Wilson, L. (1942). The academic man . New York, NY: Octagon Books. Winant, H. (2007). The dark side of the force: One hundred years of the sociology of race. In C. Calhoun (Ed.), Sociology in America (pp. 535-571). Chicago, IL: University of Chicago Press.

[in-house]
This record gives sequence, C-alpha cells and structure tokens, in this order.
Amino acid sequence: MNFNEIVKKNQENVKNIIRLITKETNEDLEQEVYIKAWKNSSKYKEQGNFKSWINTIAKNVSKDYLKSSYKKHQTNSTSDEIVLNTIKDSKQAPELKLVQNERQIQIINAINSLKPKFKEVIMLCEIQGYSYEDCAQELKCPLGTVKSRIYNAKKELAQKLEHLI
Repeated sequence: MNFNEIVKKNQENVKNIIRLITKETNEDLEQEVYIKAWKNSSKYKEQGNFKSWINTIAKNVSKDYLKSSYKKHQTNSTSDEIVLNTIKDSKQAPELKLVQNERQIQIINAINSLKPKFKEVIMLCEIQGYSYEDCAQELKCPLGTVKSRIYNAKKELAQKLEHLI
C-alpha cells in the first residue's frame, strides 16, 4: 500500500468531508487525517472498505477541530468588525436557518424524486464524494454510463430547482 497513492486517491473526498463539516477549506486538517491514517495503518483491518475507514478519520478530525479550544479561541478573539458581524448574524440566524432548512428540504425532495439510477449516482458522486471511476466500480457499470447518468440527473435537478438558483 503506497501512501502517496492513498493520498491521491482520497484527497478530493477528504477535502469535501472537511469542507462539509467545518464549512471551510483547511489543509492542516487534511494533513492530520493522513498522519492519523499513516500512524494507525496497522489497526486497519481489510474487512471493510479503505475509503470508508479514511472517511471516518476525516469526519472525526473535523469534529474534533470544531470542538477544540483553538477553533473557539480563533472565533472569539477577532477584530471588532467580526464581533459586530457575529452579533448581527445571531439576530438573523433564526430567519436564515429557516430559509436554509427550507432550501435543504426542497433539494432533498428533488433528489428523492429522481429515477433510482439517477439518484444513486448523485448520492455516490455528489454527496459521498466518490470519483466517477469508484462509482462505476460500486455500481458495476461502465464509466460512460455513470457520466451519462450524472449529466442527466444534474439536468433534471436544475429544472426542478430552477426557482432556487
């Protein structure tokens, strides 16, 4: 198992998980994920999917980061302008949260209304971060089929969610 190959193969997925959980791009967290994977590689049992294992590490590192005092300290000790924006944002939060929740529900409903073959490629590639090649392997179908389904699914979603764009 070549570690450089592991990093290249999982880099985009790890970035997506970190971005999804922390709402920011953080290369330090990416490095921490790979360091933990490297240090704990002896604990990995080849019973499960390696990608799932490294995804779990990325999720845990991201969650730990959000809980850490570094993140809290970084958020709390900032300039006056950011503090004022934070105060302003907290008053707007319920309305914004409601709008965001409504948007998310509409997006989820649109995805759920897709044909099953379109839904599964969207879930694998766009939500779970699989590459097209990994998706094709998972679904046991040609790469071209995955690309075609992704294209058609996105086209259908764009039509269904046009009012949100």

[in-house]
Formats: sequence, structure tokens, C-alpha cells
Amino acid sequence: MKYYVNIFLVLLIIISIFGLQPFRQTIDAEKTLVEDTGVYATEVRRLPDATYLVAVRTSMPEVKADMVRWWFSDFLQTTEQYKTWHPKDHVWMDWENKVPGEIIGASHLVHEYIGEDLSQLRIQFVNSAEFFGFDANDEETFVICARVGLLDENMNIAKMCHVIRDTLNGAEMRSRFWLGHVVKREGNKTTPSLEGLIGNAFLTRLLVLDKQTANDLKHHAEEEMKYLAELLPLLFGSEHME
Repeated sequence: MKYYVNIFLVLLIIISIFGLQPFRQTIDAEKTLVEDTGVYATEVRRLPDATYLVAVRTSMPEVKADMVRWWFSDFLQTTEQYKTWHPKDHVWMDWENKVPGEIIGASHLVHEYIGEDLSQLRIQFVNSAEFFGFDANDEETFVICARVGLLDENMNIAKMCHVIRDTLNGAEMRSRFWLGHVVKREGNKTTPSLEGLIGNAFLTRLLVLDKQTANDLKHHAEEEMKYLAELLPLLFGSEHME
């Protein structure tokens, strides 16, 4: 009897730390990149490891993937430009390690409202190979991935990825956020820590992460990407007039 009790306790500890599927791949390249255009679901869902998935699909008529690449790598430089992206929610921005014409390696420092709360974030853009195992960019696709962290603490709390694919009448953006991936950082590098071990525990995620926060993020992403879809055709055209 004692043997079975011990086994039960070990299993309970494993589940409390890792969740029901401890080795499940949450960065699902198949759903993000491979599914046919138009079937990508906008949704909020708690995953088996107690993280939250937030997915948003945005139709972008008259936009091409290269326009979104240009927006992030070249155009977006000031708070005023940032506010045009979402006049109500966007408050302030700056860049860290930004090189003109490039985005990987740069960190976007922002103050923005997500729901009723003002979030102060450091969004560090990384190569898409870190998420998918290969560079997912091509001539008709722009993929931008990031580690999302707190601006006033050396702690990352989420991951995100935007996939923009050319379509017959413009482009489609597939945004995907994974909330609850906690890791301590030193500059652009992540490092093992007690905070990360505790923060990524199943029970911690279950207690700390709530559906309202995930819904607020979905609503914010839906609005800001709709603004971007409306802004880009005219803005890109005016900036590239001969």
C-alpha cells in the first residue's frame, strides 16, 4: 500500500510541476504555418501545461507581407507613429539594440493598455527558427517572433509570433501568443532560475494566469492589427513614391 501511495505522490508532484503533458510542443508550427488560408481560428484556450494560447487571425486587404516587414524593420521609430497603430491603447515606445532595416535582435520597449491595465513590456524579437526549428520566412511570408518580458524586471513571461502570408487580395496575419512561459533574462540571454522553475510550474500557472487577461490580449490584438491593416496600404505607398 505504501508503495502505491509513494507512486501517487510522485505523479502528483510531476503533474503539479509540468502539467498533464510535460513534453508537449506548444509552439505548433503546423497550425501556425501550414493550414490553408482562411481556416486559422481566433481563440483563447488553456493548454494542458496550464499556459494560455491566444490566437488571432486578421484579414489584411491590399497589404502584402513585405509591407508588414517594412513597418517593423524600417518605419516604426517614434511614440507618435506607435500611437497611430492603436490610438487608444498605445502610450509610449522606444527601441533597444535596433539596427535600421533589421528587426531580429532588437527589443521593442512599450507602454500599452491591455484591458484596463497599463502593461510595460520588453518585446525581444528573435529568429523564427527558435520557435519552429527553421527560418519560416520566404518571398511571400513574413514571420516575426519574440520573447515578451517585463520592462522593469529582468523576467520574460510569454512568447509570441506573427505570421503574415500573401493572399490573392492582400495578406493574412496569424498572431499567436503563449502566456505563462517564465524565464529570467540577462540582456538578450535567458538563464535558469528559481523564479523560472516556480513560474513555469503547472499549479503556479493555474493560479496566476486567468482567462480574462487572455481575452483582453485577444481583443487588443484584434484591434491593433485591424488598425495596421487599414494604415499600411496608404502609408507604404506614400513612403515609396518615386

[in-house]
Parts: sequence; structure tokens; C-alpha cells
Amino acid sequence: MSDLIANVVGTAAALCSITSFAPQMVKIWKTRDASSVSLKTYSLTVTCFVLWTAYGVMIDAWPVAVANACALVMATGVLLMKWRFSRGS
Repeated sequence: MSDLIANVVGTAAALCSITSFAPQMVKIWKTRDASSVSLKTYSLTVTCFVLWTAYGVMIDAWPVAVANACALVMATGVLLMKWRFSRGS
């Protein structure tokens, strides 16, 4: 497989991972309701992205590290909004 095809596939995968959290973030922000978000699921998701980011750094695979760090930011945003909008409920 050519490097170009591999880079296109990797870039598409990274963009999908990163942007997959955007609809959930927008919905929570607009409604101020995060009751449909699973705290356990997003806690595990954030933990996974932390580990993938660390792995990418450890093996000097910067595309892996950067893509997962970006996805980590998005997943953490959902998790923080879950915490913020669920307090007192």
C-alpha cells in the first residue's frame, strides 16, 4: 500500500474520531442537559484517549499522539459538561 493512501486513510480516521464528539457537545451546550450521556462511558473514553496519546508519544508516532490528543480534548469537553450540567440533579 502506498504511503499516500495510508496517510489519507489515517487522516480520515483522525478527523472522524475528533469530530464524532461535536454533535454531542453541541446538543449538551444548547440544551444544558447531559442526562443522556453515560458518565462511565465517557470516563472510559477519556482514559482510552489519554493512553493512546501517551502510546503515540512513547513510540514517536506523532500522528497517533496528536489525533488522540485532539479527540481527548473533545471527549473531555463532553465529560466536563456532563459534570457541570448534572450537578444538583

Moore et al. 243 Wright, E., II. (2002). The Atlanta Sociological Laboratory, 1896-1924: A historical account of the first American school of sociology. Western Journal of Black Studies , 26 , 165-174. Wright, E. W., II. (2016). The first American school of sociology . New York, NY: Routledge. Wu, A. H. (2017). Gender stereotyping in academia: Evidence from economics job market rumors forum (Senior thesis). University of California, Berkeley. Zambrana, R. E., Wingfield, A. H., Lapeyrouse, L. M., Davila, B. A., Hoagland, T. L., & Valdez, R. B. (2017). Blatant, subtle, and insidious: URM faculty perceptions of discriminatory prac- tices in predominantly White institutions. Sociological Inquiry , 87 , 207–232. Zuberi, T., & Bonilla-Silva, E. (Eds.). (2008). White logic, White methods . Lanham, MD: Rowman & Littlefield. Author Biographies Kyle K. Moore is pursuing a PhD in economics at The New School for Social Research, study- ing racial economic disparities and the disparate effects of poorly designed economic policy on marginalized groups. His goal is to conduct interdisciplinary, historically contextualized, and policy-oriented economic research directed at explaining and reducing racial inequality in America. Currently he is researching racial inequity in retirement, mortality, and morbidity with the Retirement Equity Lab. Ismael Cid-Martinez is a PhD student in the Department of Economics at the New School for Social Research. His research focuses on matters concerning social policy, development, child well-being, and public finance. Jermaine Toney , PhD, is a National Science Foundation postdoctoral research fellow in Dyson School of Applied Economics and Management at Cornell University. His research interests include stratification economics, household financial status, asset accumulation, and health economics. Jason A. Smith is a doctoral candidate in public sociology at George Mason University whose research centers on the areas of race and media. His dissertation examines the Federal Communications Commission and policy decisions regarding diversity for communities of color and women in the media landscape. Along with Bhoomi K. Thakore, he is a co-editor of Race and Contention in Twenty-First Century U.S. Media (Routledge, 2016). His previous research has appeared in the Journal of Black Studies , the International Journal of Media & Cultural Politics, Sociation Today , and Ethnic & Racial Studies . He is on twitter occasionally (@jasonsm55). Amber C. Kalb , MS, is a doctoral student and lecturer in the Department of Sociology and Anthropology at George Mason University. She received her BA and MS in international affairs and religion at Florida State University. In the past, she has worked for the American Sociological Association (ASA) as a graduate researcher and a graduate teaching assistant at George Mason University. Her primary research interests include Holocaust and genocide studies, transna- tional narratives, and political systems.